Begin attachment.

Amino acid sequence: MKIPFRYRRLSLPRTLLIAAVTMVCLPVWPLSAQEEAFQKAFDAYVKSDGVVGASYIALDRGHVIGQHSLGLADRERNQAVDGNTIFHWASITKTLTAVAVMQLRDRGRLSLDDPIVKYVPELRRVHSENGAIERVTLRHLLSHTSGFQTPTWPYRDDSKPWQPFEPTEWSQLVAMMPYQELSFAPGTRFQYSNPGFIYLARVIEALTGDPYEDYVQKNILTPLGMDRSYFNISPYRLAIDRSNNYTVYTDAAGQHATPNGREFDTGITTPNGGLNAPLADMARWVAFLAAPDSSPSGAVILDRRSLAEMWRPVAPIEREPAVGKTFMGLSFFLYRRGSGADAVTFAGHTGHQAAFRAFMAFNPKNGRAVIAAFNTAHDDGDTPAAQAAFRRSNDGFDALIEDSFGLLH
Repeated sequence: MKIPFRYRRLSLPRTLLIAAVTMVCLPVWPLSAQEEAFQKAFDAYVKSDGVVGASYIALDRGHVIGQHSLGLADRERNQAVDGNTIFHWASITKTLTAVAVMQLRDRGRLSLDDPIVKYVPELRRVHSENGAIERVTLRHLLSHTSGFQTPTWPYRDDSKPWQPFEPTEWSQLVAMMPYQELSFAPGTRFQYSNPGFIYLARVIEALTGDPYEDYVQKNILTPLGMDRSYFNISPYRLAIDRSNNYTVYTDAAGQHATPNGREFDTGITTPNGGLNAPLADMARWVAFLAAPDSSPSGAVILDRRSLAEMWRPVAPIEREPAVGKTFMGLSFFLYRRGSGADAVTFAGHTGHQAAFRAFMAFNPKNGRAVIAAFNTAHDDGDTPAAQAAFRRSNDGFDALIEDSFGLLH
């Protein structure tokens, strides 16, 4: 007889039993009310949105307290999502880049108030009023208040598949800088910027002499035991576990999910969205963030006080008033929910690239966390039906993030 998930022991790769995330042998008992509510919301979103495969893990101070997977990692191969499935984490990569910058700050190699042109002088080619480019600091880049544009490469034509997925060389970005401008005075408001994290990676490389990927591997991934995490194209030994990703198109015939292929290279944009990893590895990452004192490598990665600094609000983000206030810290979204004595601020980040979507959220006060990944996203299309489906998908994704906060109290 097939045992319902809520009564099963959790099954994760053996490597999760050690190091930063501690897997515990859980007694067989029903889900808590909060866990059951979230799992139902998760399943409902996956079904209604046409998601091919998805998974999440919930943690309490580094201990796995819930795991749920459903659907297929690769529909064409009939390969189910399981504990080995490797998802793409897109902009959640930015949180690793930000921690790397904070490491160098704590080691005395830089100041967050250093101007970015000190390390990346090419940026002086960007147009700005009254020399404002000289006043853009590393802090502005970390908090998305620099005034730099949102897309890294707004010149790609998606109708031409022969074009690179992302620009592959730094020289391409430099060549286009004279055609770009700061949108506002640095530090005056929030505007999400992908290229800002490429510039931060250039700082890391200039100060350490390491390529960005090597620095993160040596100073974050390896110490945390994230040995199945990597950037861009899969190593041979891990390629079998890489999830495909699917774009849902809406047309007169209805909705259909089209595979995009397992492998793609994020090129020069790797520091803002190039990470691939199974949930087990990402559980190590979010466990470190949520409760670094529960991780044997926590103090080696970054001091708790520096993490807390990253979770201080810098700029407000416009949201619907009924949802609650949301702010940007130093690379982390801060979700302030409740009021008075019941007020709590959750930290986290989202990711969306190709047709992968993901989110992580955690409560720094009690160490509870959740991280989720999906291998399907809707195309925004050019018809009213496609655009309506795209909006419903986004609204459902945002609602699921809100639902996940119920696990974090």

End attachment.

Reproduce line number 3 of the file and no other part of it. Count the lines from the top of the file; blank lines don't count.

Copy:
């Protein structure tokens, strides 16, 4: 007889039993009310949105307290999502880049108030009023208040598949800088910027002499035991576990999910969205963030006080008033929910690239966390039906993030 998930022991790769995330042998008992509510919301979103495969893990101070997977990692191969499935984490990569910058700050190699042109002088080619480019600091880049544009490469034509997925060389970005401008005075408001994290990676490389990927591997991934995490194209030994990703198109015939292929290279944009990893590895990452004192490598990665600094609000983000206030810290979204004595601020980040979507959220006060990944996203299309489906998908994704906060109290 097939045992319902809520009564099963959790099954994760053996490597999760050690190091930063501690897997515990859980007694067989029903889900808590909060866990059951979230799992139902998760399943409902996956079904209604046409998601091919998805998974999440919930943690309490580094201990796995819930795991749920459903659907297929690769529909064409009939390969189910399981504990080995490797998802793409897109902009959640930015949180690793930000921690790397904070490491160098704590080691005395830089100041967050250093101007970015000190390390990346090419940026002086960007147009700005009254020399404002000289006043853009590393802090502005970390908090998305620099005034730099949102897309890294707004010149790609998606109708031409022969074009690179992302620009592959730094020289391409430099060549286009004279055609770009700061949108506002640095530090005056929030505007999400992908290229800002490429510039931060250039700082890391200039100060350490390491390529960005090597620095993160040596100073974050390896110490945390994230040995199945990597950037861009899969190593041979891990390629079998890489999830495909699917774009849902809406047309007169209805909705259909089209595979995009397992492998793609994020090129020069790797520091803002190039990470691939199974949930087990990402559980190590979010466990470190949520409760670094529960991780044997926590103090080696970054001091708790520096993490807390990253979770201080810098700029407000416009949201619907009924949802609650949301702010940007130093690379982390801060979700302030409740009021008075019941007020709590959750930290986290989202990711969306190709047709992968993901989110992580955690409560720094009690160490509870959740991280989720999906291998399907809707195309925004050019018809009213496609655009309506795209909006419903986004609204459902945002609602699921809100639902996940119920696990974090």